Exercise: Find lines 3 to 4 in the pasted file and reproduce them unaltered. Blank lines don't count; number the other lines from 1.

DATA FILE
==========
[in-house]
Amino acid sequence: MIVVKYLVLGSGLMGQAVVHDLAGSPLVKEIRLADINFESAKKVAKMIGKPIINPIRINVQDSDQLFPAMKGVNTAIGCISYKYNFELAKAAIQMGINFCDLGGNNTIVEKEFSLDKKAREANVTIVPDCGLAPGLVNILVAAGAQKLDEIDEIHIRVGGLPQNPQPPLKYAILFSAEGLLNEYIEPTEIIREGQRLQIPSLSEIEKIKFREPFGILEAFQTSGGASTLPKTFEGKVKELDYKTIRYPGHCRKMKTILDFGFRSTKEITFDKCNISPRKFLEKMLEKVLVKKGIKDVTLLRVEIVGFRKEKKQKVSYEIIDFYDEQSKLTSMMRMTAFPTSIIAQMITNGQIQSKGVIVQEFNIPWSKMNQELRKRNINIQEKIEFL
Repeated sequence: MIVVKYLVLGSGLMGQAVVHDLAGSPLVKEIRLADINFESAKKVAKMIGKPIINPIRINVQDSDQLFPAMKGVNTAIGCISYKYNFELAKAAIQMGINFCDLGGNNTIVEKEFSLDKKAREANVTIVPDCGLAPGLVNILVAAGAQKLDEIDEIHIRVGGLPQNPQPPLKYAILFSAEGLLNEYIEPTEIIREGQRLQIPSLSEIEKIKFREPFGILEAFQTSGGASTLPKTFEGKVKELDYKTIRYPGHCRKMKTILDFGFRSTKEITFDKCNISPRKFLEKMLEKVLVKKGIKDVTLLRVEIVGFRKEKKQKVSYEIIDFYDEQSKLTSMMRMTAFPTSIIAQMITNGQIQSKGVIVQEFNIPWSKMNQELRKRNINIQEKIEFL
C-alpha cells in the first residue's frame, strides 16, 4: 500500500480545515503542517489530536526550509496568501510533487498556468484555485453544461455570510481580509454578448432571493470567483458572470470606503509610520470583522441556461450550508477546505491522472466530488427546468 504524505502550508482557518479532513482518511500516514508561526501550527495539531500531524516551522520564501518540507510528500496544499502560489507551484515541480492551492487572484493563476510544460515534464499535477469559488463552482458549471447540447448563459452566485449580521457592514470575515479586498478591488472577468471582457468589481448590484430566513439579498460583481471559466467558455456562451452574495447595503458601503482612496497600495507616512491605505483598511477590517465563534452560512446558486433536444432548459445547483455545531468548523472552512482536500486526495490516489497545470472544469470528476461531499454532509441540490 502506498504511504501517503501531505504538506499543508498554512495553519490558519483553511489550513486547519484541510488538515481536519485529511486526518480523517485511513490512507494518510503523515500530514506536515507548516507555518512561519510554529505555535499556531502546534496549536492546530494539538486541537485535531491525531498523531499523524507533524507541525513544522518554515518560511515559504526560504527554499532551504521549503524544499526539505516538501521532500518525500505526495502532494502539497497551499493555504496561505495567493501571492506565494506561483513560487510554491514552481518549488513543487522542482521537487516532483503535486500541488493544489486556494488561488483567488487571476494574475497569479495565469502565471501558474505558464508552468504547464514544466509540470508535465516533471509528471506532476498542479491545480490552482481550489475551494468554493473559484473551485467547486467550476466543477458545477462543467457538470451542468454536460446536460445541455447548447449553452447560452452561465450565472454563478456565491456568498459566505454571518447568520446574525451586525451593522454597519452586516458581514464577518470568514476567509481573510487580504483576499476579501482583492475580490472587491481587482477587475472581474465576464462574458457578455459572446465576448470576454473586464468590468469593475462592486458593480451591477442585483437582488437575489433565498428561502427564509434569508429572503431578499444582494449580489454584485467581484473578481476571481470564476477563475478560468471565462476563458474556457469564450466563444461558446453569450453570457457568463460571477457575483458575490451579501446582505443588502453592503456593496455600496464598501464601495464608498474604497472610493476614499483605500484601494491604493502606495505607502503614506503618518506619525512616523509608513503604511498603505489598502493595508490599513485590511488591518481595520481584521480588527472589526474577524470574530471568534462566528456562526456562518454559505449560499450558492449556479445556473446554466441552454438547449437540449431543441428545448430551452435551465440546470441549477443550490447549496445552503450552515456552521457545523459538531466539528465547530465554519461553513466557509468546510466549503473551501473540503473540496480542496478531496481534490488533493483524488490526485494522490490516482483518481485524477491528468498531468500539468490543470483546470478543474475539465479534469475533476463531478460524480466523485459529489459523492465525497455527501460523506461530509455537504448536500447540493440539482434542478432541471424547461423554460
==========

Repeated sequence: MIVVKYLVLGSGLMGQAVVHDLAGSPLVKEIRLADINFESAKKVAKMIGKPIINPIRINVQDSDQLFPAMKGVNTAIGCISYKYNFELAKAAIQMGINFCDLGGNNTIVEKEFSLDKKAREANVTIVPDCGLAPGLVNILVAAGAQKLDEIDEIHIRVGGLPQNPQPPLKYAILFSAEGLLNEYIEPTEIIREGQRLQIPSLSEIEKIKFREPFGILEAFQTSGGASTLPKTFEGKVKELDYKTIRYPGHCRKMKTILDFGFRSTKEITFDKCNISPRKFLEKMLEKVLVKKGIKDVTLLRVEIVGFRKEKKQKVSYEIIDFYDEQSKLTSMMRMTAFPTSIIAQMITNGQIQSKGVIVQEFNIPWSKMNQELRKRNINIQEKIEFL
C-alpha cells in the first residue's frame, strides 16, 4: 500500500480545515503542517489530536526550509496568501510533487498556468484555485453544461455570510481580509454578448432571493470567483458572470470606503509610520470583522441556461450550508477546505491522472466530488427546468 504524505502550508482557518479532513482518511500516514508561526501550527495539531500531524516551522520564501518540507510528500496544499502560489507551484515541480492551492487572484493563476510544460515534464499535477469559488463552482458549471447540447448563459452566485449580521457592514470575515479586498478591488472577468471582457468589481448590484430566513439579498460583481471559466467558455456562451452574495447595503458601503482612496497600495507616512491605505483598511477590517465563534452560512446558486433536444432548459445547483455545531468548523472552512482536500486526495490516489497545470472544469470528476461531499454532509441540490 502506498504511504501517503501531505504538506499543508498554512495553519490558519483553511489550513486547519484541510488538515481536519485529511486526518480523517485511513490512507494518510503523515500530514506536515507548516507555518512561519510554529505555535499556531502546534496549536492546530494539538486541537485535531491525531498523531499523524507533524507541525513544522518554515518560511515559504526560504527554499532551504521549503524544499526539505516538501521532500518525500505526495502532494502539497497551499493555504496561505495567493501571492506565494506561483513560487510554491514552481518549488513543487522542482521537487516532483503535486500541488493544489486556494488561488483567488487571476494574475497569479495565469502565471501558474505558464508552468504547464514544466509540470508535465516533471509528471506532476498542479491545480490552482481550489475551494468554493473559484473551485467547486467550476466543477458545477462543467457538470451542468454536460446536460445541455447548447449553452447560452452561465450565472454563478456565491456568498459566505454571518447568520446574525451586525451593522454597519452586516458581514464577518470568514476567509481573510487580504483576499476579501482583492475580490472587491481587482477587475472581474465576464462574458457578455459572446465576448470576454473586464468590468469593475462592486458593480451591477442585483437582488437575489433565498428561502427564509434569508429572503431578499444582494449580489454584485467581484473578481476571481470564476477563475478560468471565462476563458474556457469564450466563444461558446453569450453570457457568463460571477457575483458575490451579501446582505443588502453592503456593496455600496464598501464601495464608498474604497472610493476614499483605500484601494491604493502606495505607502503614506503618518506619525512616523509608513503604511498603505489598502493595508490599513485590511488591518481595520481584521480588527472589526474577524470574530471568534462566528456562526456562518454559505449560499450558492449556479445556473446554466441552454438547449437540449431543441428545448430551452435551465440546470441549477443550490447549496445552503450552515456552521457545523459538531466539528465547530465554519461553513466557509468546510466549503473551501473540503473540496480542496478531496481534490488533493483524488490526485494522490490516482483518481485524477491528468498531468500539468490543470483546470478543474475539465479534469475533476463531478460524480466523485459529489459523492465525497455527501460523506461530509455537504448536500447540493440539482434542478432541471424547461423554460